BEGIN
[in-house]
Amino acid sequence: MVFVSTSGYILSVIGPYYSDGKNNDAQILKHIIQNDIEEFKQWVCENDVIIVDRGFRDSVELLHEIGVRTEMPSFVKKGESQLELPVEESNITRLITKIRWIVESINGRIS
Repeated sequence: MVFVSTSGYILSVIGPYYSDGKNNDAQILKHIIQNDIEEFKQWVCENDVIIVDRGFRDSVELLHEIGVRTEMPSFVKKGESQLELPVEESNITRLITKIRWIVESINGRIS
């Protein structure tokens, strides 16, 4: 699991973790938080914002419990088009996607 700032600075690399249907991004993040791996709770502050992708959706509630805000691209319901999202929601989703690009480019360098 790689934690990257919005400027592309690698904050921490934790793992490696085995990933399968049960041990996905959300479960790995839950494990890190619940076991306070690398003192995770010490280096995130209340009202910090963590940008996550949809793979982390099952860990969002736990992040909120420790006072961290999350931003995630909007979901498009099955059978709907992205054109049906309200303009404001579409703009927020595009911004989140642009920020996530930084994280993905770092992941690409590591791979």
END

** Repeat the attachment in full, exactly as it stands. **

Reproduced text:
[in-house]
Amino acid sequence: MVFVSTSGYILSVIGPYYSDGKNNDAQILKHIIQNDIEEFKQWVCENDVIIVDRGFRDSVELLHEIGVRTEMPSFVKKGESQLELPVEESNITRLITKIRWIVESINGRIS
Repeated sequence: MVFVSTSGYILSVIGPYYSDGKNNDAQILKHIIQNDIEEFKQWVCENDVIIVDRGFRDSVELLHEIGVRTEMPSFVKKGESQLELPVEESNITRLITKIRWIVESINGRIS
């Protein structure tokens, strides 16, 4: 699991973790938080914002419990088009996607 700032600075690399249907991004993040791996709770502050992708959706509630805000691209319901999202929601989703690009480019360098 790689934690990257919005400027592309690698904050921490934790793992490696085995990933399968049960041990996905959300479960790995839950494990890190619940076991306070690398003192995770010490280096995130209340009202910090963590940008996550949809793979982390099952860990969002736990992040909120420790006072961290999350931003995630909007979901498009099955059978709907992205054109049906309200303009404001579409703009927020595009911004989140642009920020996530930084994280993905770092992941690409590591791979």